Thursday, March 12, 2009

Mr. Can't Get Right

If most of you don’t know, my favorite current NBA player is Carmelo Anthony. No not Gilly the Kid, not Lebanon James, not even the Black Rapist himself. This is for a few reasons. One, even though he was born in NYC, he reps B-More. Now everyone knows I don’t claim B-More, but I definitely know that it is the most important city in Maryland. (Baltimore and I have a love-hate relationship but that’s another note.) I love Maryland ballers (no homo) and since I am the epitome of an “objective homer”, there was no doubt when I watched Carmelo throughout his freshman year at Syracuse that I respected and admired him. When I watched him slip to the 3rd overall pick behind bench sensation Darko Milicic (ask Detroit if they would do that twice), and go to the rebuilding Denver Nuggets, I instantly became a Nuggets fan.

But ever since Melo has been in the league, he’s been plagued by not-so-smart decisions and affiliations (not including his marriage to La-La, that was a good one). There was the first Marijuana charge at the Denver Airport, the whole “Stop Snitching” video fiasco, ANOTHER marijuana related incident, and the Knicks-Nuggets brawl of 2006. Some of these incidents have extremely bad timing, such as the K-N brawl coming while he was leading the league in scoring (he ended up averaging 28.9 ppg even after the 15 game suspension), and subsequently lead to the trade for A.I. (subsequently leading to a drop in Anthony’s ppg.). But withal, I thought that with the gold medal win in Beijing, Melo was turning a new leaf.
But then he committed the unthinkable; he refused to come out of the game when coach George Karl tried to sub him out. Now, to some other people whose basketball love and IQ are not very prudent, this might be an “Ok…” type of ordeal. But as all b-ball heads can agree, you just don’t defy your coach on the court, in-game, on NATIONAL television. If you rebel against the coach, what are other players going to think of you? Are they going to respect the coach after that if he takes no action? Are they going to respect YOU for not showing any respect? George Karl has probably been coaching basketball longer than Carmelo has been alive. If George Karl wants to take you out for a rest, just get out. Its not like he will never put you back in, YOU'RE CARMELO ANTHONY. I think a few minutes of rest won’t kill your career Melz.

That got me to thinking, why in the world would a player do that? Is it ego? Did Melo take for granted that he was NOT the coach of the Denver Nuggets or knew how to manage and make substitutions for a professional basketball team? Has someone gassed up his head so much that it caused him to do said action? Has all the accolades gone to his head? Are the Indiana Pacers that important of a team that he would want to stay in? Were Indiana Pacers standing between the Nuggets and the last spot of the Western Conference Playoff Bubble? (Not paticularly, the Nuggets are 7th in the tightly contested West)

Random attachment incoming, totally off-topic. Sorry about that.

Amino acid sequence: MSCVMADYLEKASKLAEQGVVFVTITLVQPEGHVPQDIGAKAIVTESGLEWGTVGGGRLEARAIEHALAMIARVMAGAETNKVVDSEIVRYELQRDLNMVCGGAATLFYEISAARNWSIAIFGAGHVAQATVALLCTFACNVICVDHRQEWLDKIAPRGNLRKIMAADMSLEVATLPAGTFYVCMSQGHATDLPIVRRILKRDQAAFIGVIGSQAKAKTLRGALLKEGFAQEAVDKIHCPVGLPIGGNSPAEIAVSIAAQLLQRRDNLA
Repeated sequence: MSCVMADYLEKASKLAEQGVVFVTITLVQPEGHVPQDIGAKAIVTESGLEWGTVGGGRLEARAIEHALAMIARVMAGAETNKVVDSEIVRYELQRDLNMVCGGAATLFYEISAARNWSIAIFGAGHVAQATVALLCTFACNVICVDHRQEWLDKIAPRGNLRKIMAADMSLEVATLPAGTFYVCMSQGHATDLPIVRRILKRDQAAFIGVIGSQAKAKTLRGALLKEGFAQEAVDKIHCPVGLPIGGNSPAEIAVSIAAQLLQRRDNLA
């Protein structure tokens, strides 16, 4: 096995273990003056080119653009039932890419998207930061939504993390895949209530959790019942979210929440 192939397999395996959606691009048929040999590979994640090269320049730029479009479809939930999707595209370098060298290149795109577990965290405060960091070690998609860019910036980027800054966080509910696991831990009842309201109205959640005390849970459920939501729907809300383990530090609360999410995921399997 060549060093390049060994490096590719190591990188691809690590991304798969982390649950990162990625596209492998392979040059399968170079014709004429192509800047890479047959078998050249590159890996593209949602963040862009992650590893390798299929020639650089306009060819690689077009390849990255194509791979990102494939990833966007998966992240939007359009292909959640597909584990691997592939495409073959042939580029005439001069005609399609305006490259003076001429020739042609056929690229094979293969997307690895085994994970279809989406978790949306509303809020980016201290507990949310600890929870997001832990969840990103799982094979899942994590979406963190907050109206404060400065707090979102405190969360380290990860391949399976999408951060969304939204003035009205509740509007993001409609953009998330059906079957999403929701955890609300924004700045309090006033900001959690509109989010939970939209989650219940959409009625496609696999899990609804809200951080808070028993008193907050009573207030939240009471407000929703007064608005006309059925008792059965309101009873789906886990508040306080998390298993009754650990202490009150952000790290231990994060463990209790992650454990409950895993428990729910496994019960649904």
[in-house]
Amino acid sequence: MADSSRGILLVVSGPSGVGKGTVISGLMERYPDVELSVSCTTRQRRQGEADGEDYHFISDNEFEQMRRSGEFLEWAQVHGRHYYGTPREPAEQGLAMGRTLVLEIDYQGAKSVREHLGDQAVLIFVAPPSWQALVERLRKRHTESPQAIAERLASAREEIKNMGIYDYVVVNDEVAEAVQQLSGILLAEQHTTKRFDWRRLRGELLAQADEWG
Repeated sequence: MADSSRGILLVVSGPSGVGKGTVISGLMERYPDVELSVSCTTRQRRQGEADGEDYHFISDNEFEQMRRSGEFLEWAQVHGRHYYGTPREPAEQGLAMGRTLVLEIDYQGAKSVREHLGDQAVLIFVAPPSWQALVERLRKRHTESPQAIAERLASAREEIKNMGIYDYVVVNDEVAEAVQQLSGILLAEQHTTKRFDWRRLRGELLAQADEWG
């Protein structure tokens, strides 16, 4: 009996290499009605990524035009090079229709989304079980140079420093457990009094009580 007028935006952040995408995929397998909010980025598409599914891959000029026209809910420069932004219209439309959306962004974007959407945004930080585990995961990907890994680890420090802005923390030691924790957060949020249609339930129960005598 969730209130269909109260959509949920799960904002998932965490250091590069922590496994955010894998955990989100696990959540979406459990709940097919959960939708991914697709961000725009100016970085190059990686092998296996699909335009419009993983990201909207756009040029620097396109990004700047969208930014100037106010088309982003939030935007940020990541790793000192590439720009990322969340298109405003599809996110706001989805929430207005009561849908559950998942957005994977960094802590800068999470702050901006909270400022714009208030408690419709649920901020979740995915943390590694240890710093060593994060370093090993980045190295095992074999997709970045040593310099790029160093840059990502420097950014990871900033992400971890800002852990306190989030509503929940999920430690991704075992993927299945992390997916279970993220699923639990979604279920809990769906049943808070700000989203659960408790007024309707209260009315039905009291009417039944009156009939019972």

Maybe its an intrinsic force inside Carmelo to rebel. Maybe he feels he is owed respect due to his expansive repertoire of offensive skills. Maybe the thin Denver air is getting to him. Whatever it is, Carmelo Anthony is one of the greatest talents the NBA has to offer right now, but until he can get his off the court (and on the court) issues resolved within his game or within himself, he well be pounding on the glass ceiling to NBA Legendry.

Love, Peace, and Hairgrease

(had to bring the signature back)

1 comment:

Anonymous said...

Carmelo really reminds me of AI in a few ways: They both have a defiant attitude and have been portrayed as possessing shady and questionable characters through the media. They both have a natural talent to rack up lots and lots of buckets. Mostly though, their dread hairstyles are undeniably similar (AI shaved his head yes I know but he's always a dread head in my head!).

Only difference is that AI is rapidly approaching the end of his career whereas Carmelo is still young and has a ways to go in his. AI learnt over the years that the system is in place for a reason, and in the end he gave in to it. A good metaphor is him shaving his head. He reminds me of an once fierce bull that no longer fights his oppressors. As for Carmelo, his fate is not necessarily the same. After all, the saying goes, you fall, then you get back up and do it over again. The idea is that you get better and you learn. That takes humility to recognize that falling is part of the process. Can Carmelo learn this lesson?